When Phillipe Petit first began planning to walk between the twin towers of the World Trade Center on a cable – planning that commenced even before construction had begun – he could have had no idea that the end result might eventually be pressed into service as one of many eulogies for those doomed buildings and the people who died in them on September 11, 2001.
Though that terrible day is not explicitly mentioned in the 2008 movie documenting Petit’s daring feat, Man on Wire, the viewer cannot help but be reminded of it, whether by archival footage of the initial assembly of the buildings’ distinctive exoskeleton-like trusses – the remains of which would stand twisted and scorched above the rubble piles – or by a chilling photograph, taken during a reconnaissance mission, that frames not only Petit but the top of one tower and a plane pointed toward it. As a result, the movie has a melancholy air that would otherwise not be present in what is, on its own terms, simply a meditation on the indomitability of the human instinct for adventure, exploration, and creativity. But the melancholy is the smaller part, and this is by no means a sad movie.
If all I’d known about Man on Wire were the simple facts of its subject matter, I probably wouldn’t have rented it. Petit’s stunt is easy to mock, especially for those of us who have gradually gotten our guard up against the weak arguments of so many second-rate “performance artists” and other provocateurs concerning the alleged value of transgression for its own sake. But the movie made enough critics’ top-10 lists, and the previews I saw expressed such an infectious enthusiasm for the story, that I eventually decided I wanted to see it for myself.
I’m glad I did, even if Petit’s stunt – indeed, Petit himself – remain easy to mock, even after viewing. The man, who is given to silly statements such as how, if he had died in the course of his wirewalk, it would have been “a beautiful death,” exudes pretension and self-satisfaction (the French accent doesn’t help), and of course he wasn’t the only one he was putting at risk. The process of stringing 200 feet of cable between the buildings, while hiding from guards, could easily have resulted in the fall of one of his helpers. And of course a misstep by Petit himself could have resulted in his flattening an innocent pedestrian in the plaza below (though of course the odds were steeply against this.)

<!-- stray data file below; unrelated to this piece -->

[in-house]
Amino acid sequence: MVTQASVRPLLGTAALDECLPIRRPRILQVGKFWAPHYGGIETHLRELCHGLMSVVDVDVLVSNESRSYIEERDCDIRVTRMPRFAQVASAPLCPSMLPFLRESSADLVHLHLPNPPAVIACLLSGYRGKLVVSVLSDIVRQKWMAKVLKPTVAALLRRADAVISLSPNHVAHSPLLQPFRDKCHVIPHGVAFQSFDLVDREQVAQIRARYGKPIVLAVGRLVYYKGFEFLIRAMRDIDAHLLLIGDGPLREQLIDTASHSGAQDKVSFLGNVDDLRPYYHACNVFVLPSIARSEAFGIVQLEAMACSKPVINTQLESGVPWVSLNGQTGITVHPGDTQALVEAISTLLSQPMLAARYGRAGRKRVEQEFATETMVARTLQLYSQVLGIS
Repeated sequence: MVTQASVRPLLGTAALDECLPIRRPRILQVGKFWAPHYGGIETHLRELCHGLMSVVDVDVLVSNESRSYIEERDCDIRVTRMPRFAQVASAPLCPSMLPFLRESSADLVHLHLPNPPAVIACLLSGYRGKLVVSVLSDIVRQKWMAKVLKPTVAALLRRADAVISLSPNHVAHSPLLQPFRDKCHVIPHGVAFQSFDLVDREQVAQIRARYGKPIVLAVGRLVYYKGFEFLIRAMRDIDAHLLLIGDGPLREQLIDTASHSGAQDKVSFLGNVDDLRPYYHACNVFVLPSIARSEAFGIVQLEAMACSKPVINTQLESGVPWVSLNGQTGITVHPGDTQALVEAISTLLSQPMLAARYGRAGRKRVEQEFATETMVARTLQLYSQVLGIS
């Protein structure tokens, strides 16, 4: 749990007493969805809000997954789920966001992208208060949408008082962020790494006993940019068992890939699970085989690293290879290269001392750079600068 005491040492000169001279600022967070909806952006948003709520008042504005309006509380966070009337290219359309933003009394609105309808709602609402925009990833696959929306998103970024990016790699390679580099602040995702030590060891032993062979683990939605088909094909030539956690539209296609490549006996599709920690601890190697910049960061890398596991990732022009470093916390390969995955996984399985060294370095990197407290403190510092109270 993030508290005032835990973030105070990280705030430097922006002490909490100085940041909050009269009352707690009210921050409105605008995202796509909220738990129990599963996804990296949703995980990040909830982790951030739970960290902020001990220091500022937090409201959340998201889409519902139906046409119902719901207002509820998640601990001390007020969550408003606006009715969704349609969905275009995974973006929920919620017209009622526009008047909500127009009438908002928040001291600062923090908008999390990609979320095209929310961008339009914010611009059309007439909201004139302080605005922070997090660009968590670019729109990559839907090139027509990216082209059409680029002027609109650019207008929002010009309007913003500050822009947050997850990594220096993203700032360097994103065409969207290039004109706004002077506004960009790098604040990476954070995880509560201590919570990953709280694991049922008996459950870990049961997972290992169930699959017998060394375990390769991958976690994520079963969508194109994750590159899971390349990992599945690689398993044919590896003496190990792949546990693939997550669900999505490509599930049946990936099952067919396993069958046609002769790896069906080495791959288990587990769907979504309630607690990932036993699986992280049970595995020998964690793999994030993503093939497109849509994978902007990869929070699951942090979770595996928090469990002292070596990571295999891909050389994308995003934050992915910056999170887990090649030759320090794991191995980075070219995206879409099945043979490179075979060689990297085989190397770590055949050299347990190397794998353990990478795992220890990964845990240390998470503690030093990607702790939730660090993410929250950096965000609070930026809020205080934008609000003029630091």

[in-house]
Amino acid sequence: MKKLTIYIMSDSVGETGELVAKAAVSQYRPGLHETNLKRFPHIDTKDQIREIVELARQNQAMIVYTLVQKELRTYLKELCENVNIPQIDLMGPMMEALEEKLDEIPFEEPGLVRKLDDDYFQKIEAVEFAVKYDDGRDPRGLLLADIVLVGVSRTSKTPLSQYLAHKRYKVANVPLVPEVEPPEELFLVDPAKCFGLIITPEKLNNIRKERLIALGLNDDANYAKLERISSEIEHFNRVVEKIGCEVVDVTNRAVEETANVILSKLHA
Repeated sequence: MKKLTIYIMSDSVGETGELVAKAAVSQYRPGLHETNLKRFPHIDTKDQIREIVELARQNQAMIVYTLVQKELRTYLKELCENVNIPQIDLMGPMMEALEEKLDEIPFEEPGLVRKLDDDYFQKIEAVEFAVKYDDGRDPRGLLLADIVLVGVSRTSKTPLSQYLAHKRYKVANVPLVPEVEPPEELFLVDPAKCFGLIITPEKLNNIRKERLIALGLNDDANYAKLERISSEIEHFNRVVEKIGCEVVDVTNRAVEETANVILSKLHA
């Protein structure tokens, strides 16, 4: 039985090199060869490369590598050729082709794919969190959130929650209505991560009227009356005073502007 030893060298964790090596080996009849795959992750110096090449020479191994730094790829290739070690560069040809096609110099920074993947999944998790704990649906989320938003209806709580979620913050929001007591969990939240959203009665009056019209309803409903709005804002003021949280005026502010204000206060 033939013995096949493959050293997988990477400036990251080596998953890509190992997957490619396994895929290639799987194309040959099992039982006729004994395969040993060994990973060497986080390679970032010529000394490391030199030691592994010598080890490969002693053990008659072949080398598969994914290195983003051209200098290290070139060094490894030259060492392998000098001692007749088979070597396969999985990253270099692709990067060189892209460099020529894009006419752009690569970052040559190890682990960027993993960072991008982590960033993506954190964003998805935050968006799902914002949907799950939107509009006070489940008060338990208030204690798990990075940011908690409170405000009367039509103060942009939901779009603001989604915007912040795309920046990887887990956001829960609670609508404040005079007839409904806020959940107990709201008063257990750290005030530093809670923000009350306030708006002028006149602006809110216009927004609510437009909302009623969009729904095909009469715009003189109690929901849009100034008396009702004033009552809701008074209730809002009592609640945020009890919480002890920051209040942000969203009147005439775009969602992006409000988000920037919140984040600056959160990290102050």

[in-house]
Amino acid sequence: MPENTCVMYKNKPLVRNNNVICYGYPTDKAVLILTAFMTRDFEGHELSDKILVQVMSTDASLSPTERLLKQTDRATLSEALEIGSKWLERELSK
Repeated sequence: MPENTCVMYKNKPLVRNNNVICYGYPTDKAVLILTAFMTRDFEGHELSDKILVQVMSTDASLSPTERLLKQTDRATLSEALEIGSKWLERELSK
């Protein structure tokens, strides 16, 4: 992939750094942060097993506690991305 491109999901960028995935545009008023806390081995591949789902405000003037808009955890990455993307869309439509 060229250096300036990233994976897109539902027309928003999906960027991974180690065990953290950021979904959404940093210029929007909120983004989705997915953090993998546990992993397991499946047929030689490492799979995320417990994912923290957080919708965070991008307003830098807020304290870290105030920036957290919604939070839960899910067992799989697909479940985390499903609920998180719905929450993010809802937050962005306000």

Still, many of these same criticisms can be leveled against the latest climbing party to attempt Mt. Everest or K2, especially since such climbers can no longer be said to be “exploring” or showing the rest of us what humans are capable of or anything, really, other than indulging themselves. At least it is possible to say that Petit was attempting something that no one had ever done before and which even today, with the photographic evidence before us – it is difficult to believe really lies within the realm of human ability.
The most affecting element of the movie is not the wire walk itself, but rather Petit’s single-minded determination to pull it off – across years and years of planning, and despite one failed attempt. In an interview segment, Petit reminisces about first reading of the World Trade Center construction plans in a magazine while he waited in a dentist’s office to be treated for a toothache. As he tells the story, he was so excited at the thought of one day wire-walking between the two towers that he tore the page out of the magazine and left before seeing the dentist, claiming that the pain of a toothache was nothing compared to the exhilaration of having found his dream. I’m suspicious of the details of the story Petit doesn’t strike me as someone who would have scruples against a little self-dramatization – but there can be no doubt that it at least accurately represents the thrill of discovering what your dream is, an experience we should all be lucky enough to have.